Me & My Cannibal
(chronological order, from a blog by Alan C. Baird)URL of this page:
August 26, 2006: Bibendum (a/k/a "The Michelin Man"). For the past several months, I've been plagued by delayed pressure urticaria, a form of hives. At first, it was just a minor nuisance, a few swollen bumps which appeared at night, and disappeared by morning. But then the bumps became very itchy, and began spreading, until they covered a large percentage of my body. These bumps started developing bumps, and I began to look a bit like Bibendum. So I finally visited a dermatologist on Wednesday, but for some strange reason, medical science can't determine the exact cause of this ailment. So I now have a bunch of drugs that make me spacey and sometimes suppress some of the bumps. Swell.
September 8, 2006: Anaphylactic shock. A serious attack of urticaria finally forced me into the emergency room, early this week. The doctors all seemed unable to explain why this is happening, but they hid their ignorance behind a couple of fancy medical terms: angioedema (swelling of the face, throat and chest) and anaphylaxis, a severe and rapid multi-system allergic reaction. Anaphylaxis occurs when a person's hypersensitized immune system is exposed to a trigger which acts to release histamines (immunologic neurotransmitters) and other potentially irritating substances from mast cells inside the body.
No, I don't really understand it, either. But they told me the extreme form of anaphylaxis--anaphylactic shock--will usually lead to death in minutes, if left untreated. And this is exactly what they expect to happen with me, when the hives appear next. The doctors are very casual about the whole thing: "Yeah, these attacks just keep getting worse, as time goes on." Fucking Pollyannas.
So now I have to carry a lifesaving epinephrine (adrenaline) syringe, which you may remember from the scene in "Pulp Fiction" following the overdose of Mia (Uma Thurman):
Lance (Eric Stoltz): You're going to give her an injection of adrenaline directly to her heart. But she's got, uh, breastplates... [taps Mia's chest] You've got to pierce through that. So what you have to do is, you have to bring the needle down in a stabbing motion. [demonstrates repeatedly]
Vincent (John Travolta): I-I gotta stab her three times?
Lance: No, you don't gotta fucking stab her three times! You gotta stab her once, but it's gotta be hard enough to break through her breastplate into her heart, and then once you do that, you press down on the plunger.
Vincent: What happens after that?
Lance: I'm kinda curious about that myself.
In my case, any stabbing should be directed at the outer thigh muscles... just in case you see me lying on the ground with angioedema (right, below). [Ain't I cute?!]
But we still didn't know the cause or cure, so Anikó and I took a 200-mile roadtrip yesterday, to see a hotshot immunology and allergy specialist at UCLA's Medical Center. According to SuperDoc, it seems that my problem is not triggered externally (for example, by allergies to milk, shellfish or cat-hair furballs), but my immune system just got nudged out of whack. Very mysterious. SuperDoc says the trick is to interrupt the tightening downward spiral of trigger=> histamines=> hives=> HISTAMINES=> ANGIOEDEMA=> ANAPHYLAXIS=> DEATH by suppressing my immune system with a steroid, while simultaneously stopping my body's crazed overmanufacturing of histamines, with H1 and H2 blockers. Then we gradually withdraw the steroid, see what happens, and finally begin to reduce the dosages of the H1/H2 pills.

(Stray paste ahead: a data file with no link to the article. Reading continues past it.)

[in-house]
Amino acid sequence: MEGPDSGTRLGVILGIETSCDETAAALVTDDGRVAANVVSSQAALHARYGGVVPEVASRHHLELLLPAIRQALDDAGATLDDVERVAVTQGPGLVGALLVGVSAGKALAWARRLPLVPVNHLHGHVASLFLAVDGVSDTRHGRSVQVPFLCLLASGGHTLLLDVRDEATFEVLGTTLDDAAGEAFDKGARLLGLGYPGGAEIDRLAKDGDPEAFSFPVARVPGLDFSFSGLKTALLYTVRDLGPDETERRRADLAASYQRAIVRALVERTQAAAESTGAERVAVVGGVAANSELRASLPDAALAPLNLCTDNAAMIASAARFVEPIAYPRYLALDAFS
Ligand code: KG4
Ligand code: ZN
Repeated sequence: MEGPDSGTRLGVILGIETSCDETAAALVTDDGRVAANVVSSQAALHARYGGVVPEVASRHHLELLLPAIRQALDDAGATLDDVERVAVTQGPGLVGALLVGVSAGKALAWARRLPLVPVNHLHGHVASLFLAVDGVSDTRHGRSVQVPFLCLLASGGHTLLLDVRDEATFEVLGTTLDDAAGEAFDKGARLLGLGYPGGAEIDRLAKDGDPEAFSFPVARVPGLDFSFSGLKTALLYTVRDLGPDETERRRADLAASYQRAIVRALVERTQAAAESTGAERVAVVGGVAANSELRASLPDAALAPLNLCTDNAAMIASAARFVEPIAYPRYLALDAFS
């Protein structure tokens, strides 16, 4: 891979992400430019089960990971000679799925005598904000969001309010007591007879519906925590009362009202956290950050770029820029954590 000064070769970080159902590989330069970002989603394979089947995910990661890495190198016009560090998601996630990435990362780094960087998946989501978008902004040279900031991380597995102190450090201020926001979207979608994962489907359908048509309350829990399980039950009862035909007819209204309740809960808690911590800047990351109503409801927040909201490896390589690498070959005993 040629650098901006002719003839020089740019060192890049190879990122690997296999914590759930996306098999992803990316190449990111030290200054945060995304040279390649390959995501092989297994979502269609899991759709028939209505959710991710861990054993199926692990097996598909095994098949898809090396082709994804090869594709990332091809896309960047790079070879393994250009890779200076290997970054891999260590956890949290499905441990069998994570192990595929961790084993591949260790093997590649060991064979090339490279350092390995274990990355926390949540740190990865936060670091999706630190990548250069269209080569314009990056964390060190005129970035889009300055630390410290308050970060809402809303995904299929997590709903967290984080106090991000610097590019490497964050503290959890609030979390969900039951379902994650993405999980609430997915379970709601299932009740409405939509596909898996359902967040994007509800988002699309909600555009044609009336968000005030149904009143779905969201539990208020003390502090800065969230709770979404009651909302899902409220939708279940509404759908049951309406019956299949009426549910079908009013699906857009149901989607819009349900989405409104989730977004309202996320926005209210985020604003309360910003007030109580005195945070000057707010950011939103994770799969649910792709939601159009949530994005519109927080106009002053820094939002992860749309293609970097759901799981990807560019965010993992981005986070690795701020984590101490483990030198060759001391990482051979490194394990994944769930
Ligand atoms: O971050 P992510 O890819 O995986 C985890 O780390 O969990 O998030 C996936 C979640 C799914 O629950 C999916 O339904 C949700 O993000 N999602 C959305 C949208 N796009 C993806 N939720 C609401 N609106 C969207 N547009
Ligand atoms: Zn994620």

I can't fucking wait to see what happens. Meanwhile, Anikó wants to practice stabbing my thigh. She's *such* a dutiful wife...
September 10, 2006: Immunology 102. At one point during this five-month-itching-scratching-inflamed-swelling ordeal, I began to identify with the Julianne Moore character in "Safe" (1995)... here is Terrence Rafferty's review of the film, as published by The New Yorker:
Carol (Julianne Moore), the heroine of Todd Haynes's peculiar, daring new movie, is a wealthy Southern California housewife stricken with a mysterious disease. The best diagnosis anyone can come up with is "environmental illness"--which means, essentially, that she's allergic to the world she lives in. No matter how sterile her surroundings may seem (and they look as scrubbed and shiny as an operating room) they are, for her, teeming with toxins. The movie is an eerily detached study of biological paranoia. At first, Haynes's manner seems fanatically austere: the heroine's deterioration is rendered in clinical, elegantly alienated long shots. But the movie's rhythm is hypnotic, and when, midway, the action shifts to a New Age desert compound that represents Carol's last hope of restoring her health, the filmmaker's distancing techniques begin to pay off in volatile, eccentric satire. Moore, in a nearly unplayable role, is amazingly vivid and touching; this is a heartbreaking portrait of a woman in full, panicked retreat from life. Also with Xander Berkeley and Peter Friedman.
Finally, check out this haiku-like dialogue sample from about halfway through the transcript... it's funny how an "airtight, porcelain-lined enclosure" can sound so tempting, when you have no idea what's attacking your body:
The first thing you need to do
in order to clear...
is create an oasis
in which to live.
is your safe place.
Your toxic-free zone...
where your load
has been significantly reduced.
For some that can mean an airtight,
something like a refrigerator.
For others, their safe room...
is just a stripped-down room
within their house...
to good ventilation...
or air control.
October 19, 2006: The Great Windkeeper. This is an herbal dietary supplement, also known as "Eliminate Wind Powder" and "Powder For Dispersing Wind-Evil," that comes in the form of tiny, perfectly-round, blue teapills.
Colorful. In more ways than one.